| 11.5°C Dublin

Nursing student Sean (19) in battle of his life

DUBLIN student nurse Sean Lyne desperately wants to travel to the US for lifesaving treatment for a brain tumour and Parkinson's disease.

Sean (19), from Crumlin, was diagnosed just after Christmas when he developed problems with his eyesight.

His best friend, Aaron O'Reilly, said that Sean was studying nursing at Inchicore College of Further Education and had planned to study for his degree in England when his life changed completely.

"Around Christmas time, he starting seeing white lights in the middle of his vision," Aaron said.

"He went to an optician twice but they said there was nothing wrong.

"So he eventually went to the eye and ear hospital where they found that he had a tumour.

"In February, doctors did a biopsy and realised it was stage five glioma -- he was basically told they couldn't operate."

Aaron (20) said that the tumour is stemming from under Sean's brain and is resting on his spinal nerves.

"Doctors told him the tumour was in the worst possible place," he said. "If anything happened during the operation, he would be paralysed."

The teen has already gone through radiotherapy, chemotherapy and steroids.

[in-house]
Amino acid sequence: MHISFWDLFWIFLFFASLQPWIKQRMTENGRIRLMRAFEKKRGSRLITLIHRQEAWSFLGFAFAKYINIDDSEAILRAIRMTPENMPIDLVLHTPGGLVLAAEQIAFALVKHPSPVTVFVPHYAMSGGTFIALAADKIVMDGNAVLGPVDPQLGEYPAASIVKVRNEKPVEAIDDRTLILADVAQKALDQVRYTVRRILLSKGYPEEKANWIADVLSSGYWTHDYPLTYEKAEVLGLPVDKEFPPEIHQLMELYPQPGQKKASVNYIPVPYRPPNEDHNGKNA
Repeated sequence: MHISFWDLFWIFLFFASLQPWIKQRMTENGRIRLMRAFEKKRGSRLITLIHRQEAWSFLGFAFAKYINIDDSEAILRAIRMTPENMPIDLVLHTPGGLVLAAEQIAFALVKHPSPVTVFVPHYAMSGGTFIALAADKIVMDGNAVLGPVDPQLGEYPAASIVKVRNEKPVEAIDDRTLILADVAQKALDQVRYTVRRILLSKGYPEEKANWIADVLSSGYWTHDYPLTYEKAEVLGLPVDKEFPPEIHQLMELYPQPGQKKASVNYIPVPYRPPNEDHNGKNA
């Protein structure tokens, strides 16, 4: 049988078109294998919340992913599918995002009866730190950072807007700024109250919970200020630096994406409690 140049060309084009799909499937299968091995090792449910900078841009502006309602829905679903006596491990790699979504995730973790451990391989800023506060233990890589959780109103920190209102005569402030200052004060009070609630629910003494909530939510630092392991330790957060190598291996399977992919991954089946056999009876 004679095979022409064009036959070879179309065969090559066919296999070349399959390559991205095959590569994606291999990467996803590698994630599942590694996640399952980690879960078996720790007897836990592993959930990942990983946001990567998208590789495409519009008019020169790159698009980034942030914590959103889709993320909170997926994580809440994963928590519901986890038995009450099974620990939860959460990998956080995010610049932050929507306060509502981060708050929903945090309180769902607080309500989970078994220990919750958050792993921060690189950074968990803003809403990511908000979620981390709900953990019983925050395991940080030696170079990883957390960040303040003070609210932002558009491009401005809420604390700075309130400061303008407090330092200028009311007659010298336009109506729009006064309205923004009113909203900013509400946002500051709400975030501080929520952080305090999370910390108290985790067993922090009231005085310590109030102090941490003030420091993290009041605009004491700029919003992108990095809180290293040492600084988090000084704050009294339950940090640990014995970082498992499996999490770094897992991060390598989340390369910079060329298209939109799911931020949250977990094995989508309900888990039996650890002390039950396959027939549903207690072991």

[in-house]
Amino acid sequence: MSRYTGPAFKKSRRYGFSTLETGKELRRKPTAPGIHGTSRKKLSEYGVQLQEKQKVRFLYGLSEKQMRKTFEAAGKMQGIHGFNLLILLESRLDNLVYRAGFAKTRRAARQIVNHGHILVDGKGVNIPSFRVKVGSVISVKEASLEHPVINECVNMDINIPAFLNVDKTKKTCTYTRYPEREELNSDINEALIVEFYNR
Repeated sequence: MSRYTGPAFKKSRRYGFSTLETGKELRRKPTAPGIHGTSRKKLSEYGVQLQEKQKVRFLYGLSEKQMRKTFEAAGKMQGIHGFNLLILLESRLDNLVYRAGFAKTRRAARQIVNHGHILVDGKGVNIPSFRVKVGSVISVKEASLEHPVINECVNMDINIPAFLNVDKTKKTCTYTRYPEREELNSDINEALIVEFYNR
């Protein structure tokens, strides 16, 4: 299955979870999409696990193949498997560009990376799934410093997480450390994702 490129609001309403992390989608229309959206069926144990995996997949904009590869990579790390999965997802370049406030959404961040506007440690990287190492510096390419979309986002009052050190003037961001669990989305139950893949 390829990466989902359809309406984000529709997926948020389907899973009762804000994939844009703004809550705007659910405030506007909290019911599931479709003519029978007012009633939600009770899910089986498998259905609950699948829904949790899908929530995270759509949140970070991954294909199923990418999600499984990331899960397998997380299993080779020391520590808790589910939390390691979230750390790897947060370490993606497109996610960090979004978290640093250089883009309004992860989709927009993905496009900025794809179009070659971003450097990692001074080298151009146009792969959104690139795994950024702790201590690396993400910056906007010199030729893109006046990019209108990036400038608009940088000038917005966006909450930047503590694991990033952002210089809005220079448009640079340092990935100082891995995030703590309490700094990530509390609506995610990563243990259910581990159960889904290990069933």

And when Sean took a break from the treatment, he then developed excruciating headaches.

"Doctors told him that his brain was swelling so much as a result of the radiotherapy," Aaron said.

"He has really bad vision -- he has to keep one eye closed all the time otherwise he has double vision.

"He also now has a mild form of Parkinson's -- when he sits down his hand can start shaking.

"The doctors here said there is nothing they can do. But all we can do is fight against it."







Worried

Now his extensive network of friends from school and college have joined together to try to fundraise to send him to a hospital in Texas where they are developing treatment for this particular glioma.

"Everybody is really worried about him, but he's worried about other people. He's joking and laughing and staying positive. It's so hard seeing him not able to get around," said Aaron.

"There are specialists in America -- they are going through trials at the moment and they are in their third clinical trials at this stage but it costs €80,000," Aaron said.

Sean's friends are holding a benefit night on September 3 in the Four Roads Pub in Crumlin to raise funds. To make a donation: The Sean Lyne American Fund: sort code 931020 A/C number 25936099.

clairemurphy@herald.ie


Privacy